To migrate the Cassandra clusters, we created an additional Cassandra data center in a Cassandra geo-distributed cluster with a standard EC2Snitch in the target region and connected them to existing clusters through a software VPN tunnel. After that, we started the nodes and began the replication process. The VPN tunnel was essential, because it allowed us to enable interactions between geo-distributed clusters without having to change the snitch from EC2Snitch to EC2MultiRegionalSnitch. In our case, that meant not only a change of the snitch itself, but also manual cluster scaling, support for address lists in security groups, interaction between nodes on a public IP, and many other things. We thought most of the problems were solved.
Unfortunately, just after we started the replication process, the performance of the original Cassandra cluster dropped significantly.
The problem was that Cassandra started replicating data to the new DC simultaneously, from all of the nodes in the source region to all of the nodes in the destination region, with respect to our replication factor and level of consistency. To solve the problem of performance degradation, we stopped the clusters’ replication processes and started rebuilding the nodes of the target cluster, piece by piece, two to three nodes at a time.
By taking this approach, we replicated both clusters without interrupting the work process and with almost no significant performance degradation.
After the replication process was complete, we were able to repair all of the nodes in the target cluster. After that, we switched the applications from the source DC to the new DC. Finally, we excluded the source DC from the cluster, and then terminated that DC.
We took a similar approach for the Redis migration. We created some new clusters, connected them to the existing one in the source region, and then started replication. The volume of data to be migrated was not a factor, but the data was changing at a very high speed. As a result, the data failed to be replicated within the time defined by the cluster replication window, and all of the data in the target cluster was invalidated.
After several weeks of research, we found a very simple solution to this problem with Redis replication. We created an SSH tunnel with compression and with ports forwarded to localhost:
ssh -C -L 6280:localhost:6379 $MASTER_REDIS
Next, we told the slaves to synchronize with localhost instead of the master:
redis-cli slaveof localhost:6280
Done! Now the Redis replication was running successfully. Because of compression, the replication lag did not increase and never approached a critical threshold in the replication window.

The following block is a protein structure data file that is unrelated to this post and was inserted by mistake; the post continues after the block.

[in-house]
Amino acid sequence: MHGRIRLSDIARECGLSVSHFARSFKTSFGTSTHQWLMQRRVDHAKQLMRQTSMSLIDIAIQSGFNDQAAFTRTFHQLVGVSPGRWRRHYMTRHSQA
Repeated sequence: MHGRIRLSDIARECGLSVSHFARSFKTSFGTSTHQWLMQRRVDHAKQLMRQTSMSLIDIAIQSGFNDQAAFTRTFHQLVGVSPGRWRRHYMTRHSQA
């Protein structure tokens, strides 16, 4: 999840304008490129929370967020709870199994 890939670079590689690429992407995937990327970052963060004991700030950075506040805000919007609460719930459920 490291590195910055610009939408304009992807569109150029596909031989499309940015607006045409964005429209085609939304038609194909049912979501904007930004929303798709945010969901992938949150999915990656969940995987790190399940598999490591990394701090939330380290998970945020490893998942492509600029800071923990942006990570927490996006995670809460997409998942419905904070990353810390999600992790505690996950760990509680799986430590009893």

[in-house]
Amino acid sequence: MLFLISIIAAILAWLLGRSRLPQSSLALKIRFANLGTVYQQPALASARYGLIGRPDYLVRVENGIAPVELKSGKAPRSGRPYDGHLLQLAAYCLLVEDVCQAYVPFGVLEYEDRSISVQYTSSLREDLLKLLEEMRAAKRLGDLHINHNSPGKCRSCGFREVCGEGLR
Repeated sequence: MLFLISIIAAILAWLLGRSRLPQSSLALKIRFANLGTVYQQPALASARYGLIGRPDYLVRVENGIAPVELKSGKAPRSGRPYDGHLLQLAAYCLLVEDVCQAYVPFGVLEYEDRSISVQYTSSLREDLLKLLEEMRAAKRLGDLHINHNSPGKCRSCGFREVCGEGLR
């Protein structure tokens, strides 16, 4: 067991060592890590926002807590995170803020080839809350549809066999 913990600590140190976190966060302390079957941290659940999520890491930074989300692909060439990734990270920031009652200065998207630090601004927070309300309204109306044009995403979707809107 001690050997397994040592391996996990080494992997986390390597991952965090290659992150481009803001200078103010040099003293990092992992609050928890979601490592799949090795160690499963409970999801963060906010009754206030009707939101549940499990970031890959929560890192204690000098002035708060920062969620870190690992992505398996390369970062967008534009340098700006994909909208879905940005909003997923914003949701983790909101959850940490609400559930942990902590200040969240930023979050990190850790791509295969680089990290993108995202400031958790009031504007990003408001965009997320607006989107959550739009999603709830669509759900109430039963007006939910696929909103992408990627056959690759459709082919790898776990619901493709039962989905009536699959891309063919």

Our initial plan was to avoid the migration of the ElasticSearch search index and to instead re-create it in the destination region. Unfortunately, the procedure of index creation was too complicated. It required engagement from our development teams, which was outside the constraints and conditions of the project.
Fortunately, we found a perfect ElasticSearch plugin that allowed us to do backups, including incremental backups. You can find a version of the plugin here. (To find the right version, see the README.md.)
The use of the plugin greatly simplified the migration by:
- Creating an ElasticSearch cluster in a destination region.
- Creating an Amazon S3 bucket, with versioning and cross-region replication enabled.
- Creating a snapshot of the main data set and writing it to S3. The snapshot was transferred to the new region automatically.
- Restoring data from the snapshot in the target region.
- Repeating the preceding steps for the incremental backups. (In our case, the process of applying the incremental backups took 12 minutes.)
The results of the project
The project was successfully implemented and the back-end migration reduced latency by at least 40% for end-users when accessing the iFunny mobile back-end API.
However, it took us more than two months of experimenting and a month and a half for an actual migration.
Any database migration is a complex process. Ambiguous situations, such as the non-standard behavior of a database engines or a process that places a significant impact on the network, can always occur.
The best and safest way to migrate, free of data loss or similar surprises, is to test with real data and real configurations – and only afterward, to proceed with transferring the production database to a new location. Even if your application is not cloud-native, the use of cloud services allows you to experiment and to reproduce the existing use case in a geographically distributed environment, at real scale of clusters and data.